|III||THE ROMAN GODS|
The early Romans did not represent their gods in human or animal form, and the gods did not have well-defined personalities. Most Roman gods were, however, associated with particular places. For example, high hilltops and oak-groves were associated with Jupiter, the god of rain, thunder, and lightning. Any piece of land struck by lightning was dedicated to him. According to Varro, Romans worshiped their gods without images for 170 years after the city was founded. Only in the 6th century bc, under the influence of the Greeks and of neighboring societies such as the Etruscan civilization did the Romans first represent their gods in human form and build temples for them.
While the personalities of their gods were not important to the early Romans, they cared a great deal about the gods’ functions. Gods presided over every aspect of life and death, including the phases of the agricultural year. The Romans integrated their worship into the routines of public and private life. For example, the doorway of a house—an important threshold separating personal space from public space—fell under the protection of the god Janus, who was also the god of beginnings. The first month of the year, January, was named for him. The hearth, which served as the center of the home, was the province of the goddess Vesta. A state shrine to Vesta featured a fire that was perpetually tended by priestesses called Vestal virgins.
Knowledge of early Roman religion is limited, but some evidence exists that the earliest Roman community had special reverence for the gods Jupiter, Mars, and Quirinus. Jupiter was the Roman form of the sky-god whom the Greeks worshiped as Zeus. The Romans worshiped Jupiter as the special protector of the Roman state. Mars—later equated with the Greek god Ares—was a warrior-god whose sacred animals were the wolf and the woodpecker. Festivals in his honor took place in March and October and marked the opening and close of the military campaigning season. Mars also appears to have had some role in protecting farmers’ fields. Quirinus remains a vague figure. The Romans associated him with the Sabine people, and he later came to be identified with Romulus, who had become a god.
According to Roman tradition, a dynasty of Etruscan kings ruled the city in the 6th century bc. During this period Rome adopted a group of three Etruscan gods as the focus of state worship. Because the Romans worshiped these gods in a grand temple on the Capitoline Hill in Rome, they were known as the Capitoline triad. The triad consisted of Jupiter and the goddesses Juno and Minerva. At this time Jupiter was viewed as the sovereign, or head, of the Roman state. Juno was both the protector of women in marriage and childbirth and was the patron deity of several communities in ancient Italy. The Romans worshiped her under several names, including Juno Sospita (Juno the Savior) and Juno Regina (Juno the Queen). Minerva, who later came to be identified with the Greek goddess Athena, was the goddess of handicrafts. Her temple on the Aventine Hill in Rome was a center for organizations of skilled craftspeople.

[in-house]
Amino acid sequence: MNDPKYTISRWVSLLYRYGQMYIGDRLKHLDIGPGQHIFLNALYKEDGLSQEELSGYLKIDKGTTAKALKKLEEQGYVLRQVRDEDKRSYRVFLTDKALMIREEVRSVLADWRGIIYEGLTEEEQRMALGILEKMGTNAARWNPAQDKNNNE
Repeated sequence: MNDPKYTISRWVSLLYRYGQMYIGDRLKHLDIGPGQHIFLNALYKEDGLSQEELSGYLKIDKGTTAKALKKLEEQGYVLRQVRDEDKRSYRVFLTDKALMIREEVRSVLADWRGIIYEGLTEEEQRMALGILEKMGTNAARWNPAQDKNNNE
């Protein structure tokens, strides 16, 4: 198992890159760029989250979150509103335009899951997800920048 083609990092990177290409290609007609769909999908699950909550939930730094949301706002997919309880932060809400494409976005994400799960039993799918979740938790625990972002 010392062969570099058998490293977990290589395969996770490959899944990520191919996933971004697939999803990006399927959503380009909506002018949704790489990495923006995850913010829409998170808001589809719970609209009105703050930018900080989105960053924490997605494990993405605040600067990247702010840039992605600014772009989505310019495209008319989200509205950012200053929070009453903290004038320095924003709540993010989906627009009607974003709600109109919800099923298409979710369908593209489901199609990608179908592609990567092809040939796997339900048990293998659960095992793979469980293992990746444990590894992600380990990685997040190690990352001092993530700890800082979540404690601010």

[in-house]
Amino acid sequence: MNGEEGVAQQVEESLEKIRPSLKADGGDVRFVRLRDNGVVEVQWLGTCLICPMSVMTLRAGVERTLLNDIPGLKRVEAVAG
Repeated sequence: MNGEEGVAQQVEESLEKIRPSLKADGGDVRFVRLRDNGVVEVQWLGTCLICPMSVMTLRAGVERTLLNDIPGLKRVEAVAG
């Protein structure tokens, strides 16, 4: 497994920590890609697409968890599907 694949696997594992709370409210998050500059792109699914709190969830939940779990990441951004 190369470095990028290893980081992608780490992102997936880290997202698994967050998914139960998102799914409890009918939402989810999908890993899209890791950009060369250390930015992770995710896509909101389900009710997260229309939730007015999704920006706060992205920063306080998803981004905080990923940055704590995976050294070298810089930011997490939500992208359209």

According to tradition, in 509 bc the dynasty of Etruscan kings ended and the Roman Republic was founded. The republic was ruled by two chief magistrates, called consuls, who were elected by the people to one-year terms. During the time of the republic, the Capitoline temple became the most important public shrine of the Roman people and the focus of public worship. Each January, the new consuls offered sacrifices to open the new year, and provincial governors took their vows before departing for their provinces. At other times, victorious generals led triumphal processions up to the Capitoline temple, where they offered sacrifices and gave thanks for their victories.
As Rome’s sphere of influence expanded, the Romans encountered the older and richer religious and mythological beliefs of the Greek civilization, and the beliefs of other cultures of the eastern Mediterranean Sea region. Major innovations in Roman religious life occurred as a result of this contact, most notably the Romans’ acceptance of gods from these other cultures. New gods and heroes were traditionally given temples outside the pomerium, the ritual boundary of the city, rather than in the city center.
Among the earliest of the Greek gods to be accepted by the Romans were Castor and Polydeuces, divine twins who were believed to have intervened in the Romans’ favor at the battle of Lake Regillus in 484 bc. This battle marked an early victory for the young Roman Republic against a force of surrounding Latin peoples. Later in the 5th century bc, on the advice of an oracle, the worship of the Greek god Apollo was introduced in Rome to avert a terrible plague. Apollo later became a symbol of Roman virtue and austerity. Other Roman gods that took on characteristics of Greek divinities were Diana (Artemis), Mercury (Hermes), Neptune (Poseidon), Pluto (Hades), Venus (Aphrodite), and Vulcan (Hephaestus).